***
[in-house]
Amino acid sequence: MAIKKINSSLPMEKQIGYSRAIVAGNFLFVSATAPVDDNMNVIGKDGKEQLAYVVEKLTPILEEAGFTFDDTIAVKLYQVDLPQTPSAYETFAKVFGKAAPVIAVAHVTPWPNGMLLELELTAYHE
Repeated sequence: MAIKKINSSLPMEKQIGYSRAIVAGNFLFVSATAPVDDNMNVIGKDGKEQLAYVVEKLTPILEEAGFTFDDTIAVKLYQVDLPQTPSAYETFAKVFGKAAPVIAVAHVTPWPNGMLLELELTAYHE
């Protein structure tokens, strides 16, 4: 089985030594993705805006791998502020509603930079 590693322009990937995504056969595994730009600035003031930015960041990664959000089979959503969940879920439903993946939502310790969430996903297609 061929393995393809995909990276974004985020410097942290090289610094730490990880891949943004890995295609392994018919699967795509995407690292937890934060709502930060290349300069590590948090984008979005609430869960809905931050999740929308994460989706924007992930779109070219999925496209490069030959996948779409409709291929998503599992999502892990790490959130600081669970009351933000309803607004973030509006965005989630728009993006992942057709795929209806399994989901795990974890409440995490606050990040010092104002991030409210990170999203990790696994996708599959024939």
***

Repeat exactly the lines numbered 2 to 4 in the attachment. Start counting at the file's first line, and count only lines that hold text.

Amino acid sequence: MAIKKINSSLPMEKQIGYSRAIVAGNFLFVSATAPVDDNMNVIGKDGKEQLAYVVEKLTPILEEAGFTFDDTIAVKLYQVDLPQTPSAYETFAKVFGKAAPVIAVAHVTPWPNGMLLELELTAYHE
Repeated sequence: MAIKKINSSLPMEKQIGYSRAIVAGNFLFVSATAPVDDNMNVIGKDGKEQLAYVVEKLTPILEEAGFTFDDTIAVKLYQVDLPQTPSAYETFAKVFGKAAPVIAVAHVTPWPNGMLLELELTAYHE
């Protein structure tokens, strides 16, 4: 089985030594993705805006791998502020509603930079 590693322009990937995504056969595994730009600035003031930015960041990664959000089979959503969940879920439903993946939502310790969430996903297609 061929393995393809995909990276974004985020410097942290090289610094730490990880891949943004890995295609392994018919699967795509995407690292937890934060709502930060290349300069590590948090984008979005609430869960809905931050999740929308994460989706924007992930779109070219999925496209490069030959996948779409409709291929998503599992999502892990790490959130600081669970009351933000309803607004973030509006965005989630728009993006992942057709795929209806399994989901795990974890409440995490606050990040010092104002991030409210990170999203990790696994996708599959024939």